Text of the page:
coronavirus pandemic

Laid Off San Diego-Area Teachers Struggling to Get Unemployment

"I’m a single mother. I have one income in my household which is me and it's just, yeah, a lot of stress, a lot of worry"

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Almost 500,000 public school jobs have been lost during the pandemic, according to Labor Department Statistics, but many California teachers say they are having unique challenges trying to get their unemployment benefits.

California's Employment Development Department says school employees may not be eligible to receive benefits if you file your claim over a school break like the summer. They say they make exceptions if an employee can prove that they do not have reasonable assurance that they will be able to return to school at the end of the break.

Jennifer Schafran was one of more than 200 Sweetwater Union District employees who got laid off in June because of the district's budget crisis. While her layoff was not COVID-19 related, she did file her claim at the same time as millions of Californians. Today she hasn't received anything from the EDD even though she says Sweetwater sent a letter proving she got laid off.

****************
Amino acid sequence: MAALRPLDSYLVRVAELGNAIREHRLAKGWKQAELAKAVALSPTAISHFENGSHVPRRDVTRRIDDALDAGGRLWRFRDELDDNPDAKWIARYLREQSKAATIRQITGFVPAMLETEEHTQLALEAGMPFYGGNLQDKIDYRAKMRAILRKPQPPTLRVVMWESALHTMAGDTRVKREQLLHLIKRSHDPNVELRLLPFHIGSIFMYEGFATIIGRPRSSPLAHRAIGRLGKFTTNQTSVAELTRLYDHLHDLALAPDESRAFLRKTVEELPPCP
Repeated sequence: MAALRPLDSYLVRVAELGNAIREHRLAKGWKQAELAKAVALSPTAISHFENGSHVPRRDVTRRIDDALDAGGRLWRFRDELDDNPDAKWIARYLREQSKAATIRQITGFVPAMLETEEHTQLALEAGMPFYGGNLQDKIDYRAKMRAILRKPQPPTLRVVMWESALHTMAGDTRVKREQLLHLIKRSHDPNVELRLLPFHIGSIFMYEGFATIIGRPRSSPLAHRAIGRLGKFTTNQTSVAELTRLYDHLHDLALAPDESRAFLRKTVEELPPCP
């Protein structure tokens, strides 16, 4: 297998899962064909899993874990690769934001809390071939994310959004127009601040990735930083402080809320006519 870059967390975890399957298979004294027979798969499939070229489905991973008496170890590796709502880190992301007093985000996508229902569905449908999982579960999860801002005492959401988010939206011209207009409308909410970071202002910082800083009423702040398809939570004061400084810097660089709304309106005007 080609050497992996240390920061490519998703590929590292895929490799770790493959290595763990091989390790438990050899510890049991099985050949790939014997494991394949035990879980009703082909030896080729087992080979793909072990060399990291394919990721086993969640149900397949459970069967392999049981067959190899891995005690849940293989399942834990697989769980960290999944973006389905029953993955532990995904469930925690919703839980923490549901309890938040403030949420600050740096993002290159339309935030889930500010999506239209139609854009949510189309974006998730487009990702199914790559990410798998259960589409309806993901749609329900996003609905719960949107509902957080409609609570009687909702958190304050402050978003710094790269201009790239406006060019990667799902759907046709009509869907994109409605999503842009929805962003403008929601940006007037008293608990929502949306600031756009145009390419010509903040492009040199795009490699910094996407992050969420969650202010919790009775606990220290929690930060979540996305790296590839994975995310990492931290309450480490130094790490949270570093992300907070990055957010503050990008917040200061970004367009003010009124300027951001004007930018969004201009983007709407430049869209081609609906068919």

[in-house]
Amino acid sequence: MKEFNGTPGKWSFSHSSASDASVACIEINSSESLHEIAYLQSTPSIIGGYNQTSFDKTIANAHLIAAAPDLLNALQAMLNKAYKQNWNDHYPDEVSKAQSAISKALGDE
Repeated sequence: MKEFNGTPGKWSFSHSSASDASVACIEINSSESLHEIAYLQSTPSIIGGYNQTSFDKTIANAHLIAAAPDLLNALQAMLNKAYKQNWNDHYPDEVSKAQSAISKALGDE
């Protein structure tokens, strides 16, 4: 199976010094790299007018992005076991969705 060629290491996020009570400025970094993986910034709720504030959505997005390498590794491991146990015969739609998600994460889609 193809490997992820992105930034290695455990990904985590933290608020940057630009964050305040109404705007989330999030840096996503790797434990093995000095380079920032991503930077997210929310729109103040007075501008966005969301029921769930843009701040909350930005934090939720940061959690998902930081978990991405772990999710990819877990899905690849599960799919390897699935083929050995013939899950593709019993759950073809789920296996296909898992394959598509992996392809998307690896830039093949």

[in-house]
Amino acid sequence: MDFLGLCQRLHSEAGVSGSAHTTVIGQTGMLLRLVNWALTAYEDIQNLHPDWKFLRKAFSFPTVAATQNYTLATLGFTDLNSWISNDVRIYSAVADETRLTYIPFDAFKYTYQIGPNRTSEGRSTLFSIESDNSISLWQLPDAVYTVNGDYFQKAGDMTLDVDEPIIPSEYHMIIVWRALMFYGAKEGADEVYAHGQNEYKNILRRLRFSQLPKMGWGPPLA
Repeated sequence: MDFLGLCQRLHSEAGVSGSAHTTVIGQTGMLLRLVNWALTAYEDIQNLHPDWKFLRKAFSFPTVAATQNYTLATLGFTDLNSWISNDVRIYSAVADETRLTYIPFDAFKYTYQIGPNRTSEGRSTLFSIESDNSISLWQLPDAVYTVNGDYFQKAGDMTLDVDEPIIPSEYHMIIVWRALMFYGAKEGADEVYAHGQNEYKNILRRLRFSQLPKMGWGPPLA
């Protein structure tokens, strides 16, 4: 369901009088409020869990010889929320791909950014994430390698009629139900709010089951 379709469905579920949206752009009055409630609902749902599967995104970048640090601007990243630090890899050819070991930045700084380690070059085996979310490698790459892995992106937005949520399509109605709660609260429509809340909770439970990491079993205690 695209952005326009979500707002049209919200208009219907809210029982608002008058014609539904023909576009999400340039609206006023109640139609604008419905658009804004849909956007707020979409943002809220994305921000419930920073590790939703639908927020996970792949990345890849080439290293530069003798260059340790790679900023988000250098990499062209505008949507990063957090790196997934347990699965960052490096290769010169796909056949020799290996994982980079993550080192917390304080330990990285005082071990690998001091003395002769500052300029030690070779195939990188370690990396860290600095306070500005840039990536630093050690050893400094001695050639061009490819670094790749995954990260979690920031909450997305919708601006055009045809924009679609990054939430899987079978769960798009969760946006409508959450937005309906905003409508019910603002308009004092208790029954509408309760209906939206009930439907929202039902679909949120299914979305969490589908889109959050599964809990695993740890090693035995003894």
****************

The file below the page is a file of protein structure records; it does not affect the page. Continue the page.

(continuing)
"I’ve just got very minimal in my savings right now and $20 to my name in my actual bank account, so it's heartbreaking," she said.

Schafran says an EDD employee told her that her claim had been flagged because she was a teacher and that a specialist would have to fix her file so she could retroactively get her benefits from the summer months. Right now she's just waiting for the money.

Kelli Dickinson was working as a preschool teacher for 5 years at Mesa College's Child Development Center. She received a layoff notice in June, filed her claim with EDD and has not gotten any money in the last two and a half months.

"I’m a single mother. I have one income in my household which is me and it's just, yeah, a lot of stress, a lot of worry," she said.

Schafran recently found out she got a temporary 90-day teaching gig. She'll get her first paycheck for that job in two weeks, but in the meantime she says like so many other teachers - she's having to pay for internet and online subscriptions to teach and making the tough choices about what to cut in her own personal expenses.

Teachers aren't the only ones who haven't received their benefit checks amid the pandemic. Half the California legislature penned a letter to Gov. Gavin Newsom on Aug. 6 calling for reform of the employment department.

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